Introducing Haechi: Gyeongbokgung’s Guardian And SNSD’s Friend
Have you listened to SNSD‘s song “My Friend Haechi” before? You might have wondered, “who is Haechi” and “why is he SNSD’s friend?” Haechi is a legendary creature that stands guard outside Gyeongbokgung – “the Palace greatly blessed by Heaven”- and keeps watch over the tourists flocking in and out of this historical palace.
Founded by King Taejo (Yi Seong-gye) in 1395, 3 years after the establishment of the Joseon period, the Gyeonbokgung in Seoul, Korea today is not the same as the one built then. Having been through its own set of trials and tribulations, it is no wonder that Haechi has much work to do in order to preserve the history of Gyeongbokgung even as reconstruction works are ongoing to restore it to its formal glory.
- The haechi seen at Gwanghwamun can be regarded as the basic image of the haechi, but that particular image breaks away from the existing conventional shape/form of the haechi.
- The haechi has its head slightly tilted backwards and its gaze is directed towards the heavens
- A dynamic and forward-looking image by the expression is etched on the haechi
- Symbol: Seoul–blue, Dancheong–red, Namsan- green, ancient palaces–brown
The protector of stability and the bringer of hope and happiness, Haechi has about 600 years of cultural history and is regarded as an intelligent animal. As a righteous animal, it is said to attack those who commit wrong with their horn, so if you have offended someone and come face to face with a haechi in Seoul, it might be time to turn tail and run hurriedly to the person whom you have done wrong to and apologize!
Placed in Gyeongbokgung to protect the palace from the strong “fire” energy emitted by Gwanaksan (mountain), it ultimately encapsulates the desire of the builders of the palace for Gyeonbokgung to never be faced with a fire, especially in olden times, when buildings were faced with the threats of fire.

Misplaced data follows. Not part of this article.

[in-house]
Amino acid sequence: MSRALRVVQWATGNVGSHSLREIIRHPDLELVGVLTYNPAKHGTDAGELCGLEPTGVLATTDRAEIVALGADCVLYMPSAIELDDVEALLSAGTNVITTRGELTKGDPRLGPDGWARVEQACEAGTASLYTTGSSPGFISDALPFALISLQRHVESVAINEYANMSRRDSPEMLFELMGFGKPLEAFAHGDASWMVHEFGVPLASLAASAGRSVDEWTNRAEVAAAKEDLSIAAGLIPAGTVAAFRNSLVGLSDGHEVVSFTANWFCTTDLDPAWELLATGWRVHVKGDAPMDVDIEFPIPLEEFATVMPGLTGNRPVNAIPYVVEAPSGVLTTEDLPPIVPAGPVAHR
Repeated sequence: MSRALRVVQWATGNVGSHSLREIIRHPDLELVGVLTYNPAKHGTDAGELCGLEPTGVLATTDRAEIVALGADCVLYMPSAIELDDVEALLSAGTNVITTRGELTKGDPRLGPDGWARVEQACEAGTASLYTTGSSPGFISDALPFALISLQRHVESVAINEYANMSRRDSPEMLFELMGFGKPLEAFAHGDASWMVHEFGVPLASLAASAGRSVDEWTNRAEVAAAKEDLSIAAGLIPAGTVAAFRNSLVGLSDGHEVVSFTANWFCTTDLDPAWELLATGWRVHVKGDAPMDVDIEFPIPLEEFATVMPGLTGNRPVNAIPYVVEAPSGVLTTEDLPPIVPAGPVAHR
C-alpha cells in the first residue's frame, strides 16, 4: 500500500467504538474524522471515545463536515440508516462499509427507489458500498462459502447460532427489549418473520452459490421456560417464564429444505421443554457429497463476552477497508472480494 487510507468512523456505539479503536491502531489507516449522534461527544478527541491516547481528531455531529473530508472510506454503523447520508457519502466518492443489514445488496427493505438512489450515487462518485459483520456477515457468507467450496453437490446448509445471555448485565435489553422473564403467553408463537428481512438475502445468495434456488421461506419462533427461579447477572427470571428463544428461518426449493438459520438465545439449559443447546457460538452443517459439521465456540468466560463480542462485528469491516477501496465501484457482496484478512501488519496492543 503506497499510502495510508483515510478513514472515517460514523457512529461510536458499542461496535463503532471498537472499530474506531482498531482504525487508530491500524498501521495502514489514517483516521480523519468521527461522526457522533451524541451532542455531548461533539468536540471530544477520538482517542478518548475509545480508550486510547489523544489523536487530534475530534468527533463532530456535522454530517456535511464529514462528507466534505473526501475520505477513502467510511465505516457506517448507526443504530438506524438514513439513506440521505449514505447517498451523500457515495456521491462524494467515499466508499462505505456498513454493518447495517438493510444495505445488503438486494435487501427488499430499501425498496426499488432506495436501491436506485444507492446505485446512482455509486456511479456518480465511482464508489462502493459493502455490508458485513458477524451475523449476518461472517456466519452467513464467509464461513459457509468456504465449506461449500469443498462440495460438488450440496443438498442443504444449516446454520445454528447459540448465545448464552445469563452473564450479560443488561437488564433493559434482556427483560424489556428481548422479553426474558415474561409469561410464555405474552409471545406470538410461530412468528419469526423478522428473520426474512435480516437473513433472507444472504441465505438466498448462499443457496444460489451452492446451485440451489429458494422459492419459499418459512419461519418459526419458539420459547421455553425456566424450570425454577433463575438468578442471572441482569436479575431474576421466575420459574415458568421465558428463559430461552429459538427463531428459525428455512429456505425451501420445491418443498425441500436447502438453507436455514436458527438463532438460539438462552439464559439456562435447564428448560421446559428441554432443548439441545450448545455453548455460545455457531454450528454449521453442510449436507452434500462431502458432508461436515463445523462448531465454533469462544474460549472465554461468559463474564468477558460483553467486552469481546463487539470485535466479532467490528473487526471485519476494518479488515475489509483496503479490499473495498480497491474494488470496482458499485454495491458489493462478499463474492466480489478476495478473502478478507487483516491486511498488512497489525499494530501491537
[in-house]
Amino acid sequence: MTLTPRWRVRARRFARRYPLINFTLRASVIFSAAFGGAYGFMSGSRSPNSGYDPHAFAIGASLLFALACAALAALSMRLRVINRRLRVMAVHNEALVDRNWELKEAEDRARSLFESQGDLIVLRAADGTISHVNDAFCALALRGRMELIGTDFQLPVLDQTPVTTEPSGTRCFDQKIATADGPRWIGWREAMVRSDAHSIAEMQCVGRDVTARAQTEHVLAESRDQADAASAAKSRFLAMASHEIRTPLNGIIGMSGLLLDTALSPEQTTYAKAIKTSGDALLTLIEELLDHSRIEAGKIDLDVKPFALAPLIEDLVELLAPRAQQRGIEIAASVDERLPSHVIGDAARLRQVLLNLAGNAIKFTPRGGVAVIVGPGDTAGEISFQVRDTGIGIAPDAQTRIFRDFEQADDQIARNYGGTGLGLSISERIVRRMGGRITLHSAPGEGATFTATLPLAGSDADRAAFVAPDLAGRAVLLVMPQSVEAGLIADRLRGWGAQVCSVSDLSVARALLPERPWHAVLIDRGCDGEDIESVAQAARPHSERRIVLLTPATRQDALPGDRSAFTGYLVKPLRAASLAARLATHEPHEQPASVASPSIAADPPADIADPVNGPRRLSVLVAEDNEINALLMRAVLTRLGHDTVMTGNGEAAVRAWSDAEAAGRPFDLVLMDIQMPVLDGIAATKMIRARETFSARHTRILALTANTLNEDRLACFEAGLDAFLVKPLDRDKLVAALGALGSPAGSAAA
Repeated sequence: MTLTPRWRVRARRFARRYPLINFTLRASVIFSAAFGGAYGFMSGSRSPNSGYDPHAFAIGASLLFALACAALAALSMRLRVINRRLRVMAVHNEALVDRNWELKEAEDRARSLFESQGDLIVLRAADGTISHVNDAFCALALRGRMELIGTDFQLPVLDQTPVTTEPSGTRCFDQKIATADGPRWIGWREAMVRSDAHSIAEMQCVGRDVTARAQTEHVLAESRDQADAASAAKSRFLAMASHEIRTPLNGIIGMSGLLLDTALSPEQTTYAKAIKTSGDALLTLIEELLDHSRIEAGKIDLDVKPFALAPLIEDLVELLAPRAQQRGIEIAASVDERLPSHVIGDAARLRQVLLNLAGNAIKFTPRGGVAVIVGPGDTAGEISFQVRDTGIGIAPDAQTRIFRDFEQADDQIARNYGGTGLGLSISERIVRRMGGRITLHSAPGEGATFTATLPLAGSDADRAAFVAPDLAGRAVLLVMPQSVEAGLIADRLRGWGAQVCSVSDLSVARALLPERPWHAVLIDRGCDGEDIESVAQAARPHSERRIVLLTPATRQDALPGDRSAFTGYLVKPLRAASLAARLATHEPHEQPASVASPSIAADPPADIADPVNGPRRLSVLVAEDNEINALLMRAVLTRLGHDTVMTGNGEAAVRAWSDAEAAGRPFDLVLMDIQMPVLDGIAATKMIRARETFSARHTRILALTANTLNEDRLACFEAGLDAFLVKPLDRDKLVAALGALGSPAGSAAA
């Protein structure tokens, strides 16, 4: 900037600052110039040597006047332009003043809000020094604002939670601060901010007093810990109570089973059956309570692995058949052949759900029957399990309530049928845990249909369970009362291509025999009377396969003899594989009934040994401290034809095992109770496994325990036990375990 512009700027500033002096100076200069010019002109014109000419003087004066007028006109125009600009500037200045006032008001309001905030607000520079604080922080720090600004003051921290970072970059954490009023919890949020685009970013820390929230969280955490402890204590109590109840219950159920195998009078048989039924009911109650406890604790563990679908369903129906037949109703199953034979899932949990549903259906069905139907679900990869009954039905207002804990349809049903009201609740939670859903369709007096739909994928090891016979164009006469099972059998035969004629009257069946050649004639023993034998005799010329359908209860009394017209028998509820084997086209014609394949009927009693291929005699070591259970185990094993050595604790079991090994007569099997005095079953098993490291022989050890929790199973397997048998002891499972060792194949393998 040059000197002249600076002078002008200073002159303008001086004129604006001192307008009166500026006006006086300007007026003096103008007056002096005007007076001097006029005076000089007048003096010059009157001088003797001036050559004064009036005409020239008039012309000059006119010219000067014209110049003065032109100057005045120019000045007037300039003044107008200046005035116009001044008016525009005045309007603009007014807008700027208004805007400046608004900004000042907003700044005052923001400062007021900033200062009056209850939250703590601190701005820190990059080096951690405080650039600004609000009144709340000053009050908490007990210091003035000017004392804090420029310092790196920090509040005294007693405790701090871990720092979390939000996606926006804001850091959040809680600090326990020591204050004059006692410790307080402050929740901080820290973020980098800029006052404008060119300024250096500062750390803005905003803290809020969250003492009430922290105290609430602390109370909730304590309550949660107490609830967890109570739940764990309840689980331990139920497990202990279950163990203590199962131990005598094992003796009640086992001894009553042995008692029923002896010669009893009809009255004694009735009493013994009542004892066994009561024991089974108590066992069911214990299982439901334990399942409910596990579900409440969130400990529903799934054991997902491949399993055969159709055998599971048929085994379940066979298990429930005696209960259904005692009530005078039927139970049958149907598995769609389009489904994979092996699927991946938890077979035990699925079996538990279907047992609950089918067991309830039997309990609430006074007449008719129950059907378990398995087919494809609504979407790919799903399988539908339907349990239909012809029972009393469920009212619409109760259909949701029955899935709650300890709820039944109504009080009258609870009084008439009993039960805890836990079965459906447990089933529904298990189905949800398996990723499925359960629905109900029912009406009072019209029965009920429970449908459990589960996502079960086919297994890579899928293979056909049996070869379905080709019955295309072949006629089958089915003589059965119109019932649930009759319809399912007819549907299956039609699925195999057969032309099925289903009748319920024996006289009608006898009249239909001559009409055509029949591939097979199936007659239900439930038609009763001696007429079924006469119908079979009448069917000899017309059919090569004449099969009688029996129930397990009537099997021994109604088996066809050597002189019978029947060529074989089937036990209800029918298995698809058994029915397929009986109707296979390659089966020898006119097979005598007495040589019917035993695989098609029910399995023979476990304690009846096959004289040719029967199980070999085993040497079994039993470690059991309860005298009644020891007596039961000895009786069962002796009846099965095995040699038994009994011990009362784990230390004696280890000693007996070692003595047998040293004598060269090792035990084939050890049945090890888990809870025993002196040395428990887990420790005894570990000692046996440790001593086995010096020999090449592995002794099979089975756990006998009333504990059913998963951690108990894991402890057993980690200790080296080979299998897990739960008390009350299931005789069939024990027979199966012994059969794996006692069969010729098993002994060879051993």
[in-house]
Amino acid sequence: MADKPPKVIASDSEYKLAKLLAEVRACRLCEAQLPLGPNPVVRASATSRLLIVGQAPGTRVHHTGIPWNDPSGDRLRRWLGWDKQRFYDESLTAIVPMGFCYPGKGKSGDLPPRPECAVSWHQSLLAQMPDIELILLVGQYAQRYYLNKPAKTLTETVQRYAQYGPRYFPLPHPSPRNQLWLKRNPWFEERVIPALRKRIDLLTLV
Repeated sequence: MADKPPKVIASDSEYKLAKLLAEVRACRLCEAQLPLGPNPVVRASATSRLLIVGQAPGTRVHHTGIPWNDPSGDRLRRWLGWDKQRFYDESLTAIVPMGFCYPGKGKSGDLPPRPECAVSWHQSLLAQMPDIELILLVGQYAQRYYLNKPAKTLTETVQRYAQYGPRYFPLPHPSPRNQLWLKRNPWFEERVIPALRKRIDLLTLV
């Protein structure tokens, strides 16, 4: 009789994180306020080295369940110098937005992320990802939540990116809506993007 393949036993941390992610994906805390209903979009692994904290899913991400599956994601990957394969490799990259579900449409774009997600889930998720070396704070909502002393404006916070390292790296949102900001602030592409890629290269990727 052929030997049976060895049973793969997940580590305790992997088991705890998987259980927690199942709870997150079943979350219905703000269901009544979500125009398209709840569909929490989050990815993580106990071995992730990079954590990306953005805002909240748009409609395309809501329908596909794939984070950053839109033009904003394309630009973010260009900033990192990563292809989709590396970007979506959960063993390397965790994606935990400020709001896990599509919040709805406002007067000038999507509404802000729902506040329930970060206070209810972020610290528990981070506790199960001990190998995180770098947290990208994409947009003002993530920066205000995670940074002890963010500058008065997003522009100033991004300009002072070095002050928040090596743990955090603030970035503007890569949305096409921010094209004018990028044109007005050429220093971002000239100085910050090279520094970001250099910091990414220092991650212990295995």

The Gyeongbokgung we see today was rebuilt and the project to restore it to its original state has been ongoing since 1990. First completely destroyed by the Japanese during the Hiideyoshi invasions of 1592~8, it was reconstructed in 1867, and then 93% of it was again torn down during the Japanese Occupation. Hence, it might not be an exaggeration to say that Gyeongbokgung is a symbol of the ever-enduring spirit of the Koreans in face of external troubles. To find out more about Gyeongbokgung and its historical and cultural significance, you can join the free one-hour guided English tours conducted daily at 9.30am, 12pm, 1.30pm and 3pm.
When you do visit Gyeongbokgung, do take some time to internalise the deep meanings and history hidden in its grounds, you will realise that the Haechi smiling to you on the streets – as seen below – does more than just welcoming you to Korea!
Keep a lookout for the Haechi taxis!
In the meantime, if you want to find out more about Gyeongbokgung, you might want to click here.
For all other Korea Joa 2015 articles, click here.
Korea Joa 2015 is participated by Adrian Cheng and Sng Yunting
Photos by Adrian Cheng, Technical assistance by Phan Seckvoon